Annuity Definition and How they Work
An annuity can be defined as:
A fixed sum of money paid to someone each year, typically for the rest of their life
A form of insurance or investment entitling the investor to a series of annual sums
Most annuities are typically purchased from pension funds when people use the capital which they have accrued over their working lives and buy a guaranteed income stream for the rest of their lives. In return for the guaranteed income with a conventional annuity you give up all rights to the capital so in the event of your death there is no return of capital to your estate. There are some exceptions to this - lifetime annuities provide unless An annuity provides assurance that you will receive an income for the remainder of your life, even if the total amount of annuity you receive exceeds the amount of money you have saved towards your pension.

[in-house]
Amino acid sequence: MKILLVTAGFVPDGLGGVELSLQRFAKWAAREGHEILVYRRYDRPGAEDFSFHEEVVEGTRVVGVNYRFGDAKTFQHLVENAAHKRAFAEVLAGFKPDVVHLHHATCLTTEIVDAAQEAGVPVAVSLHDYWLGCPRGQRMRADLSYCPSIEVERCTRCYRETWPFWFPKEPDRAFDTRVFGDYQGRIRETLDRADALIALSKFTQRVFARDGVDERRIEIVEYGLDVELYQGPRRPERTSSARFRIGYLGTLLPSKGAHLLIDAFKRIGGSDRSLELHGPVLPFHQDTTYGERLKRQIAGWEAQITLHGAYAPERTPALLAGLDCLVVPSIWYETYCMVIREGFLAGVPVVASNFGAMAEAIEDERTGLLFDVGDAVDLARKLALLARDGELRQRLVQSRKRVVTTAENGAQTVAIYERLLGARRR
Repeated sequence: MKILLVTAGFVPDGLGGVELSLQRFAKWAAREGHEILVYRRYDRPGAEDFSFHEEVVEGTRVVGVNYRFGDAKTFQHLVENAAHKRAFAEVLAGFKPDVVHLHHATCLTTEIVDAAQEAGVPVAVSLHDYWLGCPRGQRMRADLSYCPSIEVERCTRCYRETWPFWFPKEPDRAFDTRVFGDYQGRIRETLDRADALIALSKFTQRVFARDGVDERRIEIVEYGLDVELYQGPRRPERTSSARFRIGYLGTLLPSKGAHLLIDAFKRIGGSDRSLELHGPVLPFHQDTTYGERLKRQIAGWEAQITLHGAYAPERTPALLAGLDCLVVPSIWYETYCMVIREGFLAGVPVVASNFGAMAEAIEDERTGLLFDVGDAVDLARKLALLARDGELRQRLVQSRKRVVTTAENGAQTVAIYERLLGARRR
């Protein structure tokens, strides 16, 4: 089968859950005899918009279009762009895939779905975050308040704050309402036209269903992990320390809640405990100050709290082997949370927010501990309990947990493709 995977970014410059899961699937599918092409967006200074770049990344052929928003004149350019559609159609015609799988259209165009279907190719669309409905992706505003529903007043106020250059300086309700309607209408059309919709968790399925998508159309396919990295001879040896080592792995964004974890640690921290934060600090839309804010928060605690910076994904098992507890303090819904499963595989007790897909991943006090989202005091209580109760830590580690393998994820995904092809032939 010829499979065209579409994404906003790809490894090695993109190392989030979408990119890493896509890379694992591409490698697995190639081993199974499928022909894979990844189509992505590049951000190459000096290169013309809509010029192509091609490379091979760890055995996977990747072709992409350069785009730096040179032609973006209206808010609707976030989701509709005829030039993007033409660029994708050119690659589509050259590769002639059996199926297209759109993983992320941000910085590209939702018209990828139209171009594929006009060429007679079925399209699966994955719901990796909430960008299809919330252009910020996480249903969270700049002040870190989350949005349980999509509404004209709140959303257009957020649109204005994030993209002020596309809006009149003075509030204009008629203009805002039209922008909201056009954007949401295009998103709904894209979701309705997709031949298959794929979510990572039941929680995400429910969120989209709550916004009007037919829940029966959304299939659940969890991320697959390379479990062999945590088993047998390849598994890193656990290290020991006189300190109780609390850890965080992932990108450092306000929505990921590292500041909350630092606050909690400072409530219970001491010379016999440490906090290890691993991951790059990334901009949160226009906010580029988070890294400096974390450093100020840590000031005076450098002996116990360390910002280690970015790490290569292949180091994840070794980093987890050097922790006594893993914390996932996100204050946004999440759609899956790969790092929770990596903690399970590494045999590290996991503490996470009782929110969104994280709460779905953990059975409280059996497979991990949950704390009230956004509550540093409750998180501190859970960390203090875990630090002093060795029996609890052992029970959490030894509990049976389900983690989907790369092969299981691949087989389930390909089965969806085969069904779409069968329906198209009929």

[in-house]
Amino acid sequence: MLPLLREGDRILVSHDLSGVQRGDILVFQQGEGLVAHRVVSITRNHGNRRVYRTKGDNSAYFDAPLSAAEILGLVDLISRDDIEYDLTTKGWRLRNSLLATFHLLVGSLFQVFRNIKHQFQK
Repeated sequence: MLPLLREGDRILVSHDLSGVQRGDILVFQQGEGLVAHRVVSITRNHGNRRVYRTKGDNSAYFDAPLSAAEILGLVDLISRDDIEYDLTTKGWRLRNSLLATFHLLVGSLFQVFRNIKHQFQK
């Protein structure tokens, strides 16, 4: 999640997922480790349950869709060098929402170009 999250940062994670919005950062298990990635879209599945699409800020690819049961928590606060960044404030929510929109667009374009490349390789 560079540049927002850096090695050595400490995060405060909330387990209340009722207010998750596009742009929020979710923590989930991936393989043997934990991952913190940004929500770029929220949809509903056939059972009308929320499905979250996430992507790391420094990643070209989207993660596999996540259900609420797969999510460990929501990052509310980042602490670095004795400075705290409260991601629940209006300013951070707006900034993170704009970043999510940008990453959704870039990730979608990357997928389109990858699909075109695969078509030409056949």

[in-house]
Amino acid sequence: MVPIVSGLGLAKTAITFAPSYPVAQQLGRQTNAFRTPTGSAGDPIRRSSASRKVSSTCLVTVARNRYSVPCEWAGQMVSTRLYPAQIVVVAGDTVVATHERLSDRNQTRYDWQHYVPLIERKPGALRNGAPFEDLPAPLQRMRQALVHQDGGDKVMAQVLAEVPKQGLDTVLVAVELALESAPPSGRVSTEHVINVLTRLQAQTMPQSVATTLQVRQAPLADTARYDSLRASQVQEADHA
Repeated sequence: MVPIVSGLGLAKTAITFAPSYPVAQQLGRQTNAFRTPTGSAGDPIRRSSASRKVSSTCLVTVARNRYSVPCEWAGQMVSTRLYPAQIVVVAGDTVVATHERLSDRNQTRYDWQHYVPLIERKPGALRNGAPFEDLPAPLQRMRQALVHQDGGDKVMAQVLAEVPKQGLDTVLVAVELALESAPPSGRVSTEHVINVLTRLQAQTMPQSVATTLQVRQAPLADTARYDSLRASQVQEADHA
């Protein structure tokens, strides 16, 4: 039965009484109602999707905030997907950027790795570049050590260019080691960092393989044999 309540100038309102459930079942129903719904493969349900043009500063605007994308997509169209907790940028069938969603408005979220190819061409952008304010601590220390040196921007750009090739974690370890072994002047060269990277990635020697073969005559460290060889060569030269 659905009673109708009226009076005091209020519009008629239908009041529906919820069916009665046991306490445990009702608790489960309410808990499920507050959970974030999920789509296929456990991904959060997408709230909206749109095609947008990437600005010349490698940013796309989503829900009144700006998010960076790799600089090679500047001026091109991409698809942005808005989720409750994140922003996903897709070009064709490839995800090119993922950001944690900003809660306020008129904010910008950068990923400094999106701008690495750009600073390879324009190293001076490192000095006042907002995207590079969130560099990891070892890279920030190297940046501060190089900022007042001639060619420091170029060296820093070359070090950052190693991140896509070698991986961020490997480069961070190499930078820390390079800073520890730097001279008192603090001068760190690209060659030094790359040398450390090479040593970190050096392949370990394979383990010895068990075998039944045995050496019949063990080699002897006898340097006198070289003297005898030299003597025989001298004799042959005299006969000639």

Insurance companies provide annuity plan quotes based on your personal circumstances, such as age, health and sex.
There are several types of annuity plans, which have been designed to suit a range of circumstances:
Compulsory purchase annuities
Impaired/enhanced life annuities
Purchased life annuities
If you are unsure of which annuity plan to choose, it is advisable to speak to a professional finance advisor about which annuity plan applies to your personal circumstances. See the service below.
Important Risk Information:
This website contains information only and does not constitute advice or a personal recommendation in any way whatsoever. The value of investments and income from them can fall as well as rise and you may not get back the full amount invested. The tax efficiency of ISAs is based on current tax law and there is no guarantee that tax rules will stay the same in the future.
Different types of investment carry different levels of risk and may not be suitable for all investors. Please ensure that you read the Important Risk Information for further details. Prior to making any decision to invest, you should ensure that you are familiar with the risks associated with a particular investment and should read the product literature. If you are in any doubt as to the suitability of a particular investment, both in respect of its objectives and its risk profile, you should seek independent financial advice.